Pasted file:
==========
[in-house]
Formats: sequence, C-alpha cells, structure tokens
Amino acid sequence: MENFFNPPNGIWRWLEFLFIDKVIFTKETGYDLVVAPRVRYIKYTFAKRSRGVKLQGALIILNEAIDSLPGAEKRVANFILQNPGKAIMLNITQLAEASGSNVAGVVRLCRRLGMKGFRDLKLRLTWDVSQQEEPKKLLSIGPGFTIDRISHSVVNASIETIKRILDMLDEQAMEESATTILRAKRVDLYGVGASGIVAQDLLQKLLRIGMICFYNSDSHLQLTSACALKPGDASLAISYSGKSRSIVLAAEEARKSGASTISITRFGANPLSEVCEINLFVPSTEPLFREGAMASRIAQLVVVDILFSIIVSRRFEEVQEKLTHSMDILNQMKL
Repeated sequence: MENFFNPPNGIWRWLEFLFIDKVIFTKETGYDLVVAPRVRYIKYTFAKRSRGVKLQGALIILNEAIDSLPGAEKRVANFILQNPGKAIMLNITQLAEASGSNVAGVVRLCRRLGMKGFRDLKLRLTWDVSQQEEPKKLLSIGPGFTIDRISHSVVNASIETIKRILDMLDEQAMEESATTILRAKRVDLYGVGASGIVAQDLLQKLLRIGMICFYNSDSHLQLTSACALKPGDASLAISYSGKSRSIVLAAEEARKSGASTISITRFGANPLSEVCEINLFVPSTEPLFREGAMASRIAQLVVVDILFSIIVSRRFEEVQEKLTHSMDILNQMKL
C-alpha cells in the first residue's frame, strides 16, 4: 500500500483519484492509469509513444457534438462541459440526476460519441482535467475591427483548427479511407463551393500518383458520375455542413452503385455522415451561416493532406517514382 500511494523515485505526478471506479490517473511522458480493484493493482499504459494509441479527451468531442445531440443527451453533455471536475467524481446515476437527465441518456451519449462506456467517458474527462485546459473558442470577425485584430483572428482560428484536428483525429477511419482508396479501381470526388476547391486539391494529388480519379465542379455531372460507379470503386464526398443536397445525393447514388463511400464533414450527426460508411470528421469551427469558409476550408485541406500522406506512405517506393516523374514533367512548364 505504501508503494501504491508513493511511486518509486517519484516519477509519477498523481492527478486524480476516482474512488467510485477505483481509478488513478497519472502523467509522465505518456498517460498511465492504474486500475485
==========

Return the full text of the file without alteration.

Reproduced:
[in-house]
Formats: sequence, C-alpha cells, structure tokens
Amino acid sequence: MENFFNPPNGIWRWLEFLFIDKVIFTKETGYDLVVAPRVRYIKYTFAKRSRGVKLQGALIILNEAIDSLPGAEKRVANFILQNPGKAIMLNITQLAEASGSNVAGVVRLCRRLGMKGFRDLKLRLTWDVSQQEEPKKLLSIGPGFTIDRISHSVVNASIETIKRILDMLDEQAMEESATTILRAKRVDLYGVGASGIVAQDLLQKLLRIGMICFYNSDSHLQLTSACALKPGDASLAISYSGKSRSIVLAAEEARKSGASTISITRFGANPLSEVCEINLFVPSTEPLFREGAMASRIAQLVVVDILFSIIVSRRFEEVQEKLTHSMDILNQMKL
Repeated sequence: MENFFNPPNGIWRWLEFLFIDKVIFTKETGYDLVVAPRVRYIKYTFAKRSRGVKLQGALIILNEAIDSLPGAEKRVANFILQNPGKAIMLNITQLAEASGSNVAGVVRLCRRLGMKGFRDLKLRLTWDVSQQEEPKKLLSIGPGFTIDRISHSVVNASIETIKRILDMLDEQAMEESATTILRAKRVDLYGVGASGIVAQDLLQKLLRIGMICFYNSDSHLQLTSACALKPGDASLAISYSGKSRSIVLAAEEARKSGASTISITRFGANPLSEVCEINLFVPSTEPLFREGAMASRIAQLVVVDILFSIIVSRRFEEVQEKLTHSMDILNQMKL
C-alpha cells in the first residue's frame, strides 16, 4: 500500500483519484492509469509513444457534438462541459440526476460519441482535467475591427483548427479511407463551393500518383458520375455542413452503385455522415451561416493532406517514382 500511494523515485505526478471506479490517473511522458480493484493493482499504459494509441479527451468531442445531440443527451453533455471536475467524481446515476437527465441518456451519449462506456467517458474527462485546459473558442470577425485584430483572428482560428484536428483525429477511419482508396479501381470526388476547391486539391494529388480519379465542379455531372460507379470503386464526398443536397445525393447514388463511400464533414450527426460508411470528421469551427469558409476550408485541406500522406506512405517506393516523374514533367512548364 505504501508503494501504491508513493511511486518509486517519484516519477509519477498523481492527478486524480476516482474512488467510485477505483481509478488513478497519472502523467509522465505518456498517460498511465492504474486500475485